So… in the end, I can’t really recommend the Leg Shield for everyday use – particularly in warmer climates. Does it keep grease off? Absolutely. However, I kept finding myself thinking wistfully of either a simple velcro strap (like this) or a chaincase. Failing that, I’d at least like a material option of something vaguely breathable.


12 Comments

  1. Jim Tolar May 17, 2012 7:12 am 

    Nice, straightforward, review. I agree with your conclusion, I’m sure it keeps dirt etc. off the leg, but at what price? A chainguard would do the same without encasing your lower leg in a body cast.

    jt

  2. harry krishna May 17, 2012 7:13 am 

    i see that i’m not the only one who bought the tubes with extra long stems (good price).

  3. BluesCat May 17, 2012 7:18 am 

    Hey! This may be just what the Bike Doc ordered for me! During the winter in Phoenix, I wear blue jeans or chinos when I ride.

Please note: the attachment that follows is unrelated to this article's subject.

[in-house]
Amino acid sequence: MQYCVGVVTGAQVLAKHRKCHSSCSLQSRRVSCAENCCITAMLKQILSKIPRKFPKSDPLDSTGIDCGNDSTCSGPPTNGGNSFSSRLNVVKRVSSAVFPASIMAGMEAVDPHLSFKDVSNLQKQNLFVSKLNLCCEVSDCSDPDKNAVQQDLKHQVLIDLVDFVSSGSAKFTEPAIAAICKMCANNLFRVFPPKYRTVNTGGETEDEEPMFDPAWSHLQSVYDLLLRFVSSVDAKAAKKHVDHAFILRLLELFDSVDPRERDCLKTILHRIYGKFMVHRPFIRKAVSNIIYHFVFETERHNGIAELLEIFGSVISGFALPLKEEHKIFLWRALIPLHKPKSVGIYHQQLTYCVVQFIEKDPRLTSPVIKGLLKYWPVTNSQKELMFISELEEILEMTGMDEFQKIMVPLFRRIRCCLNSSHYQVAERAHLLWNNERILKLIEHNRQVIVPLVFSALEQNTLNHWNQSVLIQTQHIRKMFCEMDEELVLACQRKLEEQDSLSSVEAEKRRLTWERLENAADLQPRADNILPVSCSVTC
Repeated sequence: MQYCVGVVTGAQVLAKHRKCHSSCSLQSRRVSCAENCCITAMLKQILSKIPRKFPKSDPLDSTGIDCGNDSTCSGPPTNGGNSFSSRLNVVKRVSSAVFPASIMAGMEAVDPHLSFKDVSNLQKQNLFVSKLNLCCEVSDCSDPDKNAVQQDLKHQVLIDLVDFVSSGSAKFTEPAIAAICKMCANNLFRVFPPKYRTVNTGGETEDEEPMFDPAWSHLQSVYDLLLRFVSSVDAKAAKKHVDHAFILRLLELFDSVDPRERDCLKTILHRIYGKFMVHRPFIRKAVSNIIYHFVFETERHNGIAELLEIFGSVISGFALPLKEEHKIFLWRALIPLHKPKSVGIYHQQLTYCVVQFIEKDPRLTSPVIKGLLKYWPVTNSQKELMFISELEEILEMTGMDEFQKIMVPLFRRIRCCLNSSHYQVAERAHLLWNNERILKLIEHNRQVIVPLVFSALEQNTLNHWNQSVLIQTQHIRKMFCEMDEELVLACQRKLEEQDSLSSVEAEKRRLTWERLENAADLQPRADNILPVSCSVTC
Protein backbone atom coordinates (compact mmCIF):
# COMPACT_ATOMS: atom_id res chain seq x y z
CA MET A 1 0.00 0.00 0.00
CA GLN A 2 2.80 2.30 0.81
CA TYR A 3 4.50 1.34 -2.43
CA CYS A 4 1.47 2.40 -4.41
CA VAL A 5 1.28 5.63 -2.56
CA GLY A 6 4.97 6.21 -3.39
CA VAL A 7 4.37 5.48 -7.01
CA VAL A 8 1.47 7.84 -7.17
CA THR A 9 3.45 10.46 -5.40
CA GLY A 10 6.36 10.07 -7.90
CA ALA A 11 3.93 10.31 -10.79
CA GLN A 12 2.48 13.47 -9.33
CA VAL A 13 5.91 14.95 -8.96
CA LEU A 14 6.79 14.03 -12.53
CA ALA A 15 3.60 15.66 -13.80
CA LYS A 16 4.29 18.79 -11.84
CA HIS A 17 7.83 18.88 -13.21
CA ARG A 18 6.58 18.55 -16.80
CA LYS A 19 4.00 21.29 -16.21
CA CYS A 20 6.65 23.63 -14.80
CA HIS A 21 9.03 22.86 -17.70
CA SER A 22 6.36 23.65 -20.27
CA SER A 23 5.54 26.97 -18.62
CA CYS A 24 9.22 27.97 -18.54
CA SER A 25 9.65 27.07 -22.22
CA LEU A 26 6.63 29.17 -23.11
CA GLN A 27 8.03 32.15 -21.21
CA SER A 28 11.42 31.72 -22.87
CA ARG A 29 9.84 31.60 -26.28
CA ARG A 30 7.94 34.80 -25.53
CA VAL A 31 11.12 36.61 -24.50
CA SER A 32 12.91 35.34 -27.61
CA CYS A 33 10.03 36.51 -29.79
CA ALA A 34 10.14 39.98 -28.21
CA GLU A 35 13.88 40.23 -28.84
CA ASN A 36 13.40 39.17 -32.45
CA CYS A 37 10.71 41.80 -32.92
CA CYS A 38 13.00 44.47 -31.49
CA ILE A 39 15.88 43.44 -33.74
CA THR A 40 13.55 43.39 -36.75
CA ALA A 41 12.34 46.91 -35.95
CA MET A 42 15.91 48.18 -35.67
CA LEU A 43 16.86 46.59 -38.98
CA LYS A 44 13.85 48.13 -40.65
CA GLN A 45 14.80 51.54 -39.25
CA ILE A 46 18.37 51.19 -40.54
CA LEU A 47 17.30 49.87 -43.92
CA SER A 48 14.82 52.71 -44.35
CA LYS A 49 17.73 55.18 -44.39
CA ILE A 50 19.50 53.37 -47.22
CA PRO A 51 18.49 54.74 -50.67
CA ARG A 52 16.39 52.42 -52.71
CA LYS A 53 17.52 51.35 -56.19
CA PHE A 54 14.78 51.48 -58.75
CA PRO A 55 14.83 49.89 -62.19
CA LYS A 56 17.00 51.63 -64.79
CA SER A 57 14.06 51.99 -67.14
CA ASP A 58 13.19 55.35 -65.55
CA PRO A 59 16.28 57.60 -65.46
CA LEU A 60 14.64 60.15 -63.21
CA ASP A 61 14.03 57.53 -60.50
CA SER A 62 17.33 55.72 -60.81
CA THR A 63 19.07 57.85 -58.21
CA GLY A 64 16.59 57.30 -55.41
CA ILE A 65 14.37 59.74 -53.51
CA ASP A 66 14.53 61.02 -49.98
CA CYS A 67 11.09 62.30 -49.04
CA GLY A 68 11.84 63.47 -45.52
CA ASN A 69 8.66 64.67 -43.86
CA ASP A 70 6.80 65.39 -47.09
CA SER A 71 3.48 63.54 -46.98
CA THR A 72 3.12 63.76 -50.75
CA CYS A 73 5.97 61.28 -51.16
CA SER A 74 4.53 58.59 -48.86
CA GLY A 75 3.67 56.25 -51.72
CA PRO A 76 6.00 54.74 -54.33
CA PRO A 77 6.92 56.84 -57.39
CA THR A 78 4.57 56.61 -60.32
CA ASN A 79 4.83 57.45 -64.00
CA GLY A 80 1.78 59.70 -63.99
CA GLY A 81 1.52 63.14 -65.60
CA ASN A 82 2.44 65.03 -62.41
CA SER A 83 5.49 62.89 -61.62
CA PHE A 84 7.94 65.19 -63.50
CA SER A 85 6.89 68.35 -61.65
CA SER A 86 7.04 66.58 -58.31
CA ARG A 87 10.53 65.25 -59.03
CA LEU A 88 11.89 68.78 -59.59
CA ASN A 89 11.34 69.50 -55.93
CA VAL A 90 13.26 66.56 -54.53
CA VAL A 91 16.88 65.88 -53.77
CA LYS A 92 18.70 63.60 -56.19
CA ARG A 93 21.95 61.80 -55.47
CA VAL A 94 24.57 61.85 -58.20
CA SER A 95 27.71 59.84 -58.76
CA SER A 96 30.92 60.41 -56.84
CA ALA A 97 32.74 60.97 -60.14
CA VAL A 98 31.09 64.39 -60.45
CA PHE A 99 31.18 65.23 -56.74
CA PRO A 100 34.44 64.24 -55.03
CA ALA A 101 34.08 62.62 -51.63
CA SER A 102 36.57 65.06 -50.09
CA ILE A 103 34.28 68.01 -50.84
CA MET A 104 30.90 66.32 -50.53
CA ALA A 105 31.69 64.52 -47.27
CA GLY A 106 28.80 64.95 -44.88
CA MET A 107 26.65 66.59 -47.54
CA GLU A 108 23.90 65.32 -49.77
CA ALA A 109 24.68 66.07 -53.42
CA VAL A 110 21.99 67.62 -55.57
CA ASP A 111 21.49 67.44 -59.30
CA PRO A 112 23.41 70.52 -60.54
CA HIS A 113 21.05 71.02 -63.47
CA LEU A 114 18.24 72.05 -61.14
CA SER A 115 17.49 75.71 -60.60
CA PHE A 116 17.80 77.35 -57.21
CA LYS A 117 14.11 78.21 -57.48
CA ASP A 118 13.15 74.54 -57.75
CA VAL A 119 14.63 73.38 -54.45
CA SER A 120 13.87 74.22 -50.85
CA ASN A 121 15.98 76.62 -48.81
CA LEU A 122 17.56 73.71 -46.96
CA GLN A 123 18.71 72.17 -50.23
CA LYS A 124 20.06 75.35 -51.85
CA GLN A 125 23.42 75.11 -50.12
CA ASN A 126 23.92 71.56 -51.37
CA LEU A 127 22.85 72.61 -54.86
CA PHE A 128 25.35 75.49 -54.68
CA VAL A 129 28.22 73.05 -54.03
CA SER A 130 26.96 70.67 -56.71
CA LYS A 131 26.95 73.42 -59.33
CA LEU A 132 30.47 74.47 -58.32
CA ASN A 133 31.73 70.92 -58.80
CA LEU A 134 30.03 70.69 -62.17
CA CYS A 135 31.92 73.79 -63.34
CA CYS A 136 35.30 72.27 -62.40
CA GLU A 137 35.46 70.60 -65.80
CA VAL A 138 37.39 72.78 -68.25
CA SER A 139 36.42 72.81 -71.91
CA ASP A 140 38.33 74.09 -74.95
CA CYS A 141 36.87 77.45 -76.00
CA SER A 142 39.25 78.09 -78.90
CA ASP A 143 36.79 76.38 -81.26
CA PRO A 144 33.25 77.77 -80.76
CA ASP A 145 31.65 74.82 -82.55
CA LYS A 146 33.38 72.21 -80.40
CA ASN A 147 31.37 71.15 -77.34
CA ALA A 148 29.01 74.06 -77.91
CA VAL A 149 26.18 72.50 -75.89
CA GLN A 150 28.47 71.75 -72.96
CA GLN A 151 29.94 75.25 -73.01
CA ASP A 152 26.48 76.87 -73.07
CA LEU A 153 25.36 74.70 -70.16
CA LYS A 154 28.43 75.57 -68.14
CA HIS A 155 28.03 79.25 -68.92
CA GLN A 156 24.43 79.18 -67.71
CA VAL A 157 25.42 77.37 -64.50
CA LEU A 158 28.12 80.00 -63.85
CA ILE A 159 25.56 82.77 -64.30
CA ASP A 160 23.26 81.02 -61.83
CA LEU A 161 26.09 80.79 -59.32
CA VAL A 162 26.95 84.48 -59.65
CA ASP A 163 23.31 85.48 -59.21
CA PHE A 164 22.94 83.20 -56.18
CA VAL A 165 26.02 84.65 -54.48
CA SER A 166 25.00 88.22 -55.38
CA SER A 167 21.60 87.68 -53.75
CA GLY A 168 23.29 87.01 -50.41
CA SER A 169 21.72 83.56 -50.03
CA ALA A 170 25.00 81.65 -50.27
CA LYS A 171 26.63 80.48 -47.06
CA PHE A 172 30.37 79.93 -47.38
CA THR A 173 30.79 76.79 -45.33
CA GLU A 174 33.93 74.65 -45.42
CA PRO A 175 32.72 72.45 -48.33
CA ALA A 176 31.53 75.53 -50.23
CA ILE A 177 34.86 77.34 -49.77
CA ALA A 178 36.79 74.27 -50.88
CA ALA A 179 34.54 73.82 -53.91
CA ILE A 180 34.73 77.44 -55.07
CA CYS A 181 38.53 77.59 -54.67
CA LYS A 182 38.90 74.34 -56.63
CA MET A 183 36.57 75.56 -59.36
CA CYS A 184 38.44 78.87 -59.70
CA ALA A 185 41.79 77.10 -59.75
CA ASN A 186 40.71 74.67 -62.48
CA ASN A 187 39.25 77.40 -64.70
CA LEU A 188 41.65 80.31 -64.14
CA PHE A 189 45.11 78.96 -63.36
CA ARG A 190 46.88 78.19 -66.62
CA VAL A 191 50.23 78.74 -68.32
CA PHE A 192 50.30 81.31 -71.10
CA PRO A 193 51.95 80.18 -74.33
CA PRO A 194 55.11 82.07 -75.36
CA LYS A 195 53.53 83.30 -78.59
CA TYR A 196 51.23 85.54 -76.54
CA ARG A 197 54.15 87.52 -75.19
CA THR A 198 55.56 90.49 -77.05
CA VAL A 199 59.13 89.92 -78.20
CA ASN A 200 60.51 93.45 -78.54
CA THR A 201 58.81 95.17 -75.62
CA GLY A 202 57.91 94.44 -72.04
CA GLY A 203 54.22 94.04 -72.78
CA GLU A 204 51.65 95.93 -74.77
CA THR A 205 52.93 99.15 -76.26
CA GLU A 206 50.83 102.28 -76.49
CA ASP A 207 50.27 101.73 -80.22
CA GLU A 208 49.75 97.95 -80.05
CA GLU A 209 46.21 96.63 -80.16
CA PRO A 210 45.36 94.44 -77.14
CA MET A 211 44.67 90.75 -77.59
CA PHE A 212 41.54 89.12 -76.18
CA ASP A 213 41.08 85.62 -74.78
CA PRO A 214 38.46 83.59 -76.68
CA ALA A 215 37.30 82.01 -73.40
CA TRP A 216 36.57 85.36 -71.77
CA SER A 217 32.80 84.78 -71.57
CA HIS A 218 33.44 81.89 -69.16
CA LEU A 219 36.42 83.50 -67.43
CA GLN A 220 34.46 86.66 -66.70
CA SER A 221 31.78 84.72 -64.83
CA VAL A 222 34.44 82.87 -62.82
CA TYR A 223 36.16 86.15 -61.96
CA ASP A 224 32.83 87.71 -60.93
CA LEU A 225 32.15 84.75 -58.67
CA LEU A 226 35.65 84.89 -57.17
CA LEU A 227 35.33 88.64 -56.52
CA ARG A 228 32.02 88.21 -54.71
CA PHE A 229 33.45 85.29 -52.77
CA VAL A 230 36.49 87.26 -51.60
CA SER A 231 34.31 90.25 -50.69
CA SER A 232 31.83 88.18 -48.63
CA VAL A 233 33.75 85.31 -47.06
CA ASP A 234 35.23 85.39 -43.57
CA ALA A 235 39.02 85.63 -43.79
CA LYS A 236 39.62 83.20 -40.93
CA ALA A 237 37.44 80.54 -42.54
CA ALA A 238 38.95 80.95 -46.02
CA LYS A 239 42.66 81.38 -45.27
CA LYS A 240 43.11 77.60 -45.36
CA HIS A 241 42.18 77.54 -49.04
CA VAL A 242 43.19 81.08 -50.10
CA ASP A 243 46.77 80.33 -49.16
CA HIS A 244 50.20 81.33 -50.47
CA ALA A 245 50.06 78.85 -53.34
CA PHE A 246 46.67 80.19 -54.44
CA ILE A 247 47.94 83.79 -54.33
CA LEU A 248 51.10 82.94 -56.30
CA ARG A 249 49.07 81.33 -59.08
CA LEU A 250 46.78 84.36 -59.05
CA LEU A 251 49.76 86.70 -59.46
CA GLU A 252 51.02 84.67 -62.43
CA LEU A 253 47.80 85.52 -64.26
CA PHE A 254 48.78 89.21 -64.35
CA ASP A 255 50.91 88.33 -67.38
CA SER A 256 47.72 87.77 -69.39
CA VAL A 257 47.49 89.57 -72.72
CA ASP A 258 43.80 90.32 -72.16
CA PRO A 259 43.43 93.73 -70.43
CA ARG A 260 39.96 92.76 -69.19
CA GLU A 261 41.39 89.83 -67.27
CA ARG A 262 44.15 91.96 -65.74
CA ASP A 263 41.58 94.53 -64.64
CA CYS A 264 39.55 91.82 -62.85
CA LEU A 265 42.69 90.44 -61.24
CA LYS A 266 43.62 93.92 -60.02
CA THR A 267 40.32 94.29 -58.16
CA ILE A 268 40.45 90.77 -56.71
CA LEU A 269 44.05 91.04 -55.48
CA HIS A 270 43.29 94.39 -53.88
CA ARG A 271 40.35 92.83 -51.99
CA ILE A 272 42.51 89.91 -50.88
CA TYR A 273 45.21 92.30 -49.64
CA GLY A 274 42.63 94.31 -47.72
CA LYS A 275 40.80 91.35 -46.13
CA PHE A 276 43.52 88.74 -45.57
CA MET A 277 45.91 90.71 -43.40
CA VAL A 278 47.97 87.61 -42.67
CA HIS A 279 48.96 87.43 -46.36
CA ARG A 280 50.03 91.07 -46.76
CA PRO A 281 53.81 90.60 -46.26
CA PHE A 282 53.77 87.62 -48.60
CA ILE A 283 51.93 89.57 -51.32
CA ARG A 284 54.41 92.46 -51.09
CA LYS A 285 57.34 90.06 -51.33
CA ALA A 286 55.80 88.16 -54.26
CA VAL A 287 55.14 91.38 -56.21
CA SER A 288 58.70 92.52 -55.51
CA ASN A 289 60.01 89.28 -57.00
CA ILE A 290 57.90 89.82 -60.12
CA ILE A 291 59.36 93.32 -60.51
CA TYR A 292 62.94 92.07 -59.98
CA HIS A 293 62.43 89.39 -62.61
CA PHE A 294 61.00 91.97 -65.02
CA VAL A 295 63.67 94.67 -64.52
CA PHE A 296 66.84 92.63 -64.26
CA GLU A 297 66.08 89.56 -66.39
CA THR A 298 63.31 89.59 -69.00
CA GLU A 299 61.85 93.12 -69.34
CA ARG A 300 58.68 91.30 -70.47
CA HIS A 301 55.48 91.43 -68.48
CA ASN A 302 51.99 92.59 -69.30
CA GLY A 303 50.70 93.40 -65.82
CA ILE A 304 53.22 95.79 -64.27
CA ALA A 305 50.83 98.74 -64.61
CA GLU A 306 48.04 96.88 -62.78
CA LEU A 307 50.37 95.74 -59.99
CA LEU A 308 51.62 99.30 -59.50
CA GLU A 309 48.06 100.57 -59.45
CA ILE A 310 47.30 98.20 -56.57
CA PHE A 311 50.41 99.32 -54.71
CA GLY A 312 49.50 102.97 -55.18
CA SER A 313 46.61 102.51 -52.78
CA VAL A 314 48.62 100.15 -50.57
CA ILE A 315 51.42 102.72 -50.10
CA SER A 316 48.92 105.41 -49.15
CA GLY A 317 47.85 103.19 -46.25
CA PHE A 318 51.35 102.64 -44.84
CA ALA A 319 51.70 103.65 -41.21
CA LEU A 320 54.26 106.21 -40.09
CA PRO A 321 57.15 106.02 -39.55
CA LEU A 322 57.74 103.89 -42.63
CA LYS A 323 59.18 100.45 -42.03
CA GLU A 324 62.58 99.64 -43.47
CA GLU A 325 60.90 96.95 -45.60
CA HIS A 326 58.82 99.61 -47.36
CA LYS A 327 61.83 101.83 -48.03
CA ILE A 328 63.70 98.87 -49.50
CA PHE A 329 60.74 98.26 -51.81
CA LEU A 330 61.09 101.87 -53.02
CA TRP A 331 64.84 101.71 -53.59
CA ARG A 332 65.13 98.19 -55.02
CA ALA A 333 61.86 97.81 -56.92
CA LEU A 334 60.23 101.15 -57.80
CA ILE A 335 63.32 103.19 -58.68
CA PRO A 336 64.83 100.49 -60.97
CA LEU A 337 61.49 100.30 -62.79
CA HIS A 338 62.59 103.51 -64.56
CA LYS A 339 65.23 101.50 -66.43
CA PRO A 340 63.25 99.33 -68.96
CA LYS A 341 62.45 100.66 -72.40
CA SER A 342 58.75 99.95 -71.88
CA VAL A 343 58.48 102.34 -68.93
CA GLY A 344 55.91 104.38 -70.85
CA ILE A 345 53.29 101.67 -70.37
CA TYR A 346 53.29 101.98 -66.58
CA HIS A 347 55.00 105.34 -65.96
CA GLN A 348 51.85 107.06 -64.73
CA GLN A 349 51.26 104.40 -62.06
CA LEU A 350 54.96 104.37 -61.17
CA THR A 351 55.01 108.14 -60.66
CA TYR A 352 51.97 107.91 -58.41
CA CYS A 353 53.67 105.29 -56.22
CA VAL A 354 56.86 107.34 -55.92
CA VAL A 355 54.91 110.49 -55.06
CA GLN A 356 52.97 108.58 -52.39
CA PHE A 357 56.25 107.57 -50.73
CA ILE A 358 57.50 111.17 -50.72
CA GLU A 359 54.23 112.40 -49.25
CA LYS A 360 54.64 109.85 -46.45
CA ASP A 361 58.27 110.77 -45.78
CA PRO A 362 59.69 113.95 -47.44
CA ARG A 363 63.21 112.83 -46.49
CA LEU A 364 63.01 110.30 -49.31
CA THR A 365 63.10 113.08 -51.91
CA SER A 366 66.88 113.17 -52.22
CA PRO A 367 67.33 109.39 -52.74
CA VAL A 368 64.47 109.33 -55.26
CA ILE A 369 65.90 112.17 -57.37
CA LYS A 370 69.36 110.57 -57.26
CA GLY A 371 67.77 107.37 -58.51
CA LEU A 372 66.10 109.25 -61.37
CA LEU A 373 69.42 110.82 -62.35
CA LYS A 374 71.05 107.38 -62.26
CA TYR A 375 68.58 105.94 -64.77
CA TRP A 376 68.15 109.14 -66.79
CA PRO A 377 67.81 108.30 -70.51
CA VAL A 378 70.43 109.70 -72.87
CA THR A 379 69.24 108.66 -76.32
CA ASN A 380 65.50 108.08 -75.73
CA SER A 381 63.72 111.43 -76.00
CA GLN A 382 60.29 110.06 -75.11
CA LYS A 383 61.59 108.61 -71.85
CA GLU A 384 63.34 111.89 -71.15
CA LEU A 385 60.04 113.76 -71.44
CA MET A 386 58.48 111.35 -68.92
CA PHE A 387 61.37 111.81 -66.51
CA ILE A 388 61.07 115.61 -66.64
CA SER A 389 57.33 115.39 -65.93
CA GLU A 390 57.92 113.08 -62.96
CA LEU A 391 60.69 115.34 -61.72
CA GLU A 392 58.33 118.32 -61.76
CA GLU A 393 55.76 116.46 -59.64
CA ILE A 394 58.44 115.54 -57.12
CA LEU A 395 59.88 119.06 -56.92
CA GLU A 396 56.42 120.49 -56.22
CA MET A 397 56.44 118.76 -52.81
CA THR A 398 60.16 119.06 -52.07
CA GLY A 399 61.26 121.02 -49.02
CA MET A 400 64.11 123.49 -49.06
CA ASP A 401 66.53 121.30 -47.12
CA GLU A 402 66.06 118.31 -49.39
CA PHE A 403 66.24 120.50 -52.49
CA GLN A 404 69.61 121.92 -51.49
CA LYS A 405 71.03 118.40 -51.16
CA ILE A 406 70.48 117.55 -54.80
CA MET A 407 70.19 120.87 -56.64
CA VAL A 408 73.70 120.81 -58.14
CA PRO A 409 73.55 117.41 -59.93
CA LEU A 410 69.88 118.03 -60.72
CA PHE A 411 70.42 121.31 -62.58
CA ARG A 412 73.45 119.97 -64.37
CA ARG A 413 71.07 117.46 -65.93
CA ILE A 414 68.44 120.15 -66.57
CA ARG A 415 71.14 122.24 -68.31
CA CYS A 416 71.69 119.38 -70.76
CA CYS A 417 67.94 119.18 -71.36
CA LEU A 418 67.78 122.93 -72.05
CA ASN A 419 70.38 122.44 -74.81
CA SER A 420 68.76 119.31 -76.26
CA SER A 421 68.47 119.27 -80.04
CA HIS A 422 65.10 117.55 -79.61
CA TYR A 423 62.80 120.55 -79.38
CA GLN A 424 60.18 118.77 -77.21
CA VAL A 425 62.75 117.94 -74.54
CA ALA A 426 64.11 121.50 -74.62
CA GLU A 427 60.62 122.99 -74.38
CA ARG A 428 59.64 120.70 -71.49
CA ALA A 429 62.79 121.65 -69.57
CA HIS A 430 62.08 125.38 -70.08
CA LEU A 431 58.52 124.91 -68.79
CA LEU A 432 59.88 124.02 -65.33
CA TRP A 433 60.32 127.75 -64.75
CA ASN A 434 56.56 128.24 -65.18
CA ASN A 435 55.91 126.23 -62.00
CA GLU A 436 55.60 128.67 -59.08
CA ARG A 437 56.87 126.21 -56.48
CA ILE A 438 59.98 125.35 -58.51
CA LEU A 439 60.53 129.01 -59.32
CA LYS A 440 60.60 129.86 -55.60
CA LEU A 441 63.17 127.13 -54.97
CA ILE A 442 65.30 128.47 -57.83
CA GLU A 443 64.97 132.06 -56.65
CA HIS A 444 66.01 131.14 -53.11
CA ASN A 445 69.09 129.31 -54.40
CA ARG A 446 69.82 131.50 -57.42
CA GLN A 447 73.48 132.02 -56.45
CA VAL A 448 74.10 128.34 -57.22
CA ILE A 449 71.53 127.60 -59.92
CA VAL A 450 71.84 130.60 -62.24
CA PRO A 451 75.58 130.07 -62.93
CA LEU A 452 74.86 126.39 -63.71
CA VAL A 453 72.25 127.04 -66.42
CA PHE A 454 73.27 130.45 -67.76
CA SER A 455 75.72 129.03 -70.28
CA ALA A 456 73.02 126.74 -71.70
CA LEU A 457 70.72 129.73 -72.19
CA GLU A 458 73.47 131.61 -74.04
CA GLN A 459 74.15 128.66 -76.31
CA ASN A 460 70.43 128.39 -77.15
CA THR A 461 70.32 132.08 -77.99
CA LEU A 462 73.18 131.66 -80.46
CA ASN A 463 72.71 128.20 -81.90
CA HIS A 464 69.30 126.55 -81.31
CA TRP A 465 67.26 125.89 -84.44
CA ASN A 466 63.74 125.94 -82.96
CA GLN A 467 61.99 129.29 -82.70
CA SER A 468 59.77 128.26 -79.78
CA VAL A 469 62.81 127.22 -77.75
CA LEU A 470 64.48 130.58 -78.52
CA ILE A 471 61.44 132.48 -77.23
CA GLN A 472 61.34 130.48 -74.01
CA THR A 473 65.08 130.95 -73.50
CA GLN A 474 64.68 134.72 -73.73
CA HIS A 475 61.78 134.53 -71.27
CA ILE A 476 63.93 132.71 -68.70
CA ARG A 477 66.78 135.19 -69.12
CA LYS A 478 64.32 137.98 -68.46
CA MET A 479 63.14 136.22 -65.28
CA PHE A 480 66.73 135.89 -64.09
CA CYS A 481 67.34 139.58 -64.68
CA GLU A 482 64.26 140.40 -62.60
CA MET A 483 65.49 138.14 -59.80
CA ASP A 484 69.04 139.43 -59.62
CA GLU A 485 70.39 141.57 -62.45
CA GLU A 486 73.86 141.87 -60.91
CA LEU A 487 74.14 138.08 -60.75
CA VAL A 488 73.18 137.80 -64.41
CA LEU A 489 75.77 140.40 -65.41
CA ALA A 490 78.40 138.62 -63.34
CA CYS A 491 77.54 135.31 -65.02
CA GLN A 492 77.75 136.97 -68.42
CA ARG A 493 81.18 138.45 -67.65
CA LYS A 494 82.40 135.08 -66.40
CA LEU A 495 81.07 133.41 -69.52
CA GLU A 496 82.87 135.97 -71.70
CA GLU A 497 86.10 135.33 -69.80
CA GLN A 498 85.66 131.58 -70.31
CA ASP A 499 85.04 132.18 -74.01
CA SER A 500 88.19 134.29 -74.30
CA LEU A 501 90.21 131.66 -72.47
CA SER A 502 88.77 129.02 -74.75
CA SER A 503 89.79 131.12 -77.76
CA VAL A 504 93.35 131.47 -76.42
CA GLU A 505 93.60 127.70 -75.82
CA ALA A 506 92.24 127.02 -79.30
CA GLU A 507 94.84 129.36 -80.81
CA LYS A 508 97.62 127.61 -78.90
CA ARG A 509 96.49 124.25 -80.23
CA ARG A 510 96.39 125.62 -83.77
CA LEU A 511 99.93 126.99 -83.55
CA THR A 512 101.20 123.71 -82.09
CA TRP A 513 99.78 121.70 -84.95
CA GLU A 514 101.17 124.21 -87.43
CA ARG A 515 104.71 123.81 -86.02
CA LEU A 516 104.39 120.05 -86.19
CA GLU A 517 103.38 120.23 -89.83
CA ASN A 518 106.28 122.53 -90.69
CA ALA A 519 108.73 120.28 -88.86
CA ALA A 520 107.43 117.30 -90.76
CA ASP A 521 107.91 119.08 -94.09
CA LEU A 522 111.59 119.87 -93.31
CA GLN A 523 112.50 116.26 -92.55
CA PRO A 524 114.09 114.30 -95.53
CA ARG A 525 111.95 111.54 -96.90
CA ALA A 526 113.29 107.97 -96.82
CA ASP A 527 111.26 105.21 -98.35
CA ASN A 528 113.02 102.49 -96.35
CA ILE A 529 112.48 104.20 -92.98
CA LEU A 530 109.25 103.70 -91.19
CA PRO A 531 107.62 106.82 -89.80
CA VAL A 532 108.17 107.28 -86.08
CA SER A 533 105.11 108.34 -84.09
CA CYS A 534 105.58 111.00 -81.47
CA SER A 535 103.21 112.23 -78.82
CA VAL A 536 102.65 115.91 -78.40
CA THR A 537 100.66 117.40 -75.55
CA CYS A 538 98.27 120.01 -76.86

On a regular bike, an ankle strap works just fine to keep my right pants leg clean. But riding my long wheelbase recumbent, with the double-length chain and laid-back position, where my flopping pants leg can brush up against the greasy chain almost up to my knee, the Leg Shield might keep me from having to roll my pants leg all the way to my thigh!

  4. Matt May 17, 2012 8:15 am 

    @ harry krishna – Ha, caught me! Also got ’em because my previous tubes had stems that were just BARELY long enough and I was sick of that!

    BluesCat – Yeah, it would probably work pretty well for that – everyone already thinks ‘bent riders are strange anyway, so no harm done there! 😉

  5. Mike Myers May 17, 2012 8:35 am 

    The maker of this product was spamming the Commuting forum on BikeForums.com. I said the same thing about this product then–it seems like a solution looking for a problem.

    An ankle strap should work just fine–and I think the majority of bike commuters probably ride in bike clothes then change at work—shorts in the summer and tights in the winter.

    But I could be wrong.